|Publication number||US6612849 B1|
|Application number||US 10/150,924|
|Publication date||Sep 2, 2003|
|Filing date||May 21, 2002|
|Priority date||May 21, 2002|
|Publication number||10150924, 150924, US 6612849 B1, US 6612849B1, US-B1-6612849, US6612849 B1, US6612849B1|
|Inventors||Charles Howard Scott|
|Original Assignee||Charles Howard Scott|
|Export Citation||BiBTeX, EndNote, RefMan|
|Patent Citations (17), Referenced by (11), Classifications (5), Legal Events (4)|
|External Links: USPTO, USPTO Assignment, Espacenet|
1. Field of the Invention
This invention relates to a rotatable coupler for electrically connecting two RF or UHF coaxial cables together. The coupler allows for relative rotation between the cables, thereby preventing damaging torques from occurring during use.
2. Description of Related Art
There are many environments in which a coaxial cable used to transmit RF or UHF signals is subject to intermittent or continual rotational forces as a part of its normal duties. For instance, a long coaxial cable is normally coiled during storage and transport. When connecting such a coaxial cable to an antenna or to another coaxial cable in a coaxial line, each coaxial cable is uncoiled. As each is uncoiled to add it to the line, straightening the cable produces rotational torques within it and applies them to all of the cables connected to it. Between their ends, coaxial cables are designed to withstand these forces, but they are vulnerable at their ends where they connect to each other or to intermediate connectors. Without some way of eliminating the rotational forces or of relieving their effects, at least one of the cables along the line will inevitably fail, requiring the line to be inspected to determine which cable has failed and requiring the subsequent replacement thereof. When in the field, such a failure is never convenient and is always expensive.
A prior art cable connector 10 typical of those currently used in the field is shown in FIG. 3 in a perspective view, partly in section. Connector 10 releasably joins a first cable 12 and a second cable 14.
Both cables 12 and 14 are coaxial cables such as are commonly used to transmit RF or UHF signals. The structural configurations of both cables 12 and 14 are in most respects the same, so common reference numerals are used to denote corresponding elements. Cables 12 and 14 comprise a central lead 16 and a conductive outer sleeve 18 (see the portion of cable 14 which is in section), the conductors 16 and 18 being separated and supported by an insulative material 20 (cable 12). A tough but flexible skin 22, reinforced by a helical wire 24 imbedded therein (cable 14), protects the innards of cables 12 and 14 from physical damage during transport, storage, and use. Conductive ferrules 26 are fixed to the ends of cables 12 and 14 to effect signal transfer from one cable to another.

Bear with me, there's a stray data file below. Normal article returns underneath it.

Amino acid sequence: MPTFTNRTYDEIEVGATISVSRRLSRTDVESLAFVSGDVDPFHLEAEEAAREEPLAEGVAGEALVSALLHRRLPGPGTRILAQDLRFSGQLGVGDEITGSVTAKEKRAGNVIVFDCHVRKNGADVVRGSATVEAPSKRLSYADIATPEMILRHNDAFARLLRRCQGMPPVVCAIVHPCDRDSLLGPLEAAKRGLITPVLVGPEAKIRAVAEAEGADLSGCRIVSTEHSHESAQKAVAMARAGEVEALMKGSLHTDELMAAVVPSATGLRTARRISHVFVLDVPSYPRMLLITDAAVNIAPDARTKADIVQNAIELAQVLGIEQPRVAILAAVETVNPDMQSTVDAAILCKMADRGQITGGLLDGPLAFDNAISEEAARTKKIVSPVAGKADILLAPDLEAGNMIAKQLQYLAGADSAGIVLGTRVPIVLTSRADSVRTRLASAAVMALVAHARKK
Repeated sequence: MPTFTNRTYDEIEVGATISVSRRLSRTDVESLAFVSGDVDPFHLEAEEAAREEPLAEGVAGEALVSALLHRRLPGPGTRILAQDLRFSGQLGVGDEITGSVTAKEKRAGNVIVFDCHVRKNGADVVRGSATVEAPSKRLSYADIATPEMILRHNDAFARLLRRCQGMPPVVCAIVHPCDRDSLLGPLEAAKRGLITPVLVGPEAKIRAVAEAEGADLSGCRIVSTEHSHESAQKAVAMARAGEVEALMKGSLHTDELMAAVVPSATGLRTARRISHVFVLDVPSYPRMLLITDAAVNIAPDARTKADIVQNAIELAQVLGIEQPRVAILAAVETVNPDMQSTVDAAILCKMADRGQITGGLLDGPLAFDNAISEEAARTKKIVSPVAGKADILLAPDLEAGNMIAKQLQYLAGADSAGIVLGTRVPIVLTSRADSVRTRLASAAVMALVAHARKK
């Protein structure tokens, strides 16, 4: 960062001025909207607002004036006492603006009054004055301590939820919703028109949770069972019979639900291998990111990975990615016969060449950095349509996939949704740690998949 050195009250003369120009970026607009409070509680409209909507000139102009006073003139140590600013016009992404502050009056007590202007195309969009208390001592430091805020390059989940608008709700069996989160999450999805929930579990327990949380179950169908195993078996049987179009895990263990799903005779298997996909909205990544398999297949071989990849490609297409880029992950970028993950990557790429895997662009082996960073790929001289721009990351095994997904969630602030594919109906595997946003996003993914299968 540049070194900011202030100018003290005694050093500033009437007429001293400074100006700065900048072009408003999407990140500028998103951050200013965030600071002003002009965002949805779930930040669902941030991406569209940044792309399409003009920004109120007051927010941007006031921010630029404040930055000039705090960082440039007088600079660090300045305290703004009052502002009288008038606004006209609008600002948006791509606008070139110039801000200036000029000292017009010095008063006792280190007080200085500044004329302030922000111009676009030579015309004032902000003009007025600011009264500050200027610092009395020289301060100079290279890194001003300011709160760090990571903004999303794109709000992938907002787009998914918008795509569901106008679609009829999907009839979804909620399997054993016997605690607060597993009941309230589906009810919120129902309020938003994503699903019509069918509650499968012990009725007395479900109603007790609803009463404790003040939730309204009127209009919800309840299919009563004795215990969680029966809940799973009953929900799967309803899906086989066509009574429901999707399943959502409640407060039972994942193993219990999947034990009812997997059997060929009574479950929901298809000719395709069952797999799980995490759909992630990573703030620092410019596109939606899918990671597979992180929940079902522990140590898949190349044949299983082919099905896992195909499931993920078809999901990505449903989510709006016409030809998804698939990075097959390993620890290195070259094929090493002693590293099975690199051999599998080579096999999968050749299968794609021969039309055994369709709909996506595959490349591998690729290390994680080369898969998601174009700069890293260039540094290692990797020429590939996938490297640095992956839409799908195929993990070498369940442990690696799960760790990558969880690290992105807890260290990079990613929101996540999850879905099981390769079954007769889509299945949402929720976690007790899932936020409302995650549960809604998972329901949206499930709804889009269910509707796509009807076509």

Connector 10 comprises a cylindrical, metallic extension 28 integral with ferrule 26 of cable 12 and an elongated, metallic, cylindrical ring 30 rotatably attached to ferrule 26 of cable 14. Extension 28 has an externally threaded end 32 which mates with internal threads 34 in cylindrical ring 30, much like the two connecting ends of an ordinary water hose. When extension 28 and cylindrical ring 30 are threadedly connected, a knife-like tip 36 of central lead 16 of cable 14 is forced into and gripped by resilient fingers 38 of central lead 16 of cable 12, thus assuring good conductivity along the central leads. Conductivity through outer sleeves 18 is through extension 28, cylindrical ring 30, and ferrules 26. Each of ferrules 26 have a flange 40 in conductive contact with sleeve 18, as shown in the broken-away portion of cable 14.
When ring 30 is securely joined together with extension 28 via threads 32 and 34, cables 12 and 14 cannot rotate or swivel relative to each other. Any torques on either cable are resisted by the internal structures of the cables. When a failure occurs, it most usually occurs in the area of the juncture of flange 40 and sleeve 18.
Other inventors have addressed problems arising when connecting coaxial cables. Representative are the U.S. Pat. Nos. 3,847,463 to Hayward et al., 4,022,518 to Gattaz, 4,336,974 to Wilson, 4,988,963 to Shirosaka et al., and 5,419,707 to Kelley. While undoubtedly effective for their purposes, to the inventor's knowledge, they and others like them tend to be complicated, expensive, and have not met with widespread acceptance.
The present invention overcomes the difficulties described above by providing a coupler for a pair of coaxial cables, said coupler permitting good transmission of RF and/or UHF signals while concurrently permitting relative rotation between the cables coupled thereby. As a consequence, both cables are relieved of the stresses normally imposed by the rotational torques suffered by moving the cables, which greatly extends their useful lives.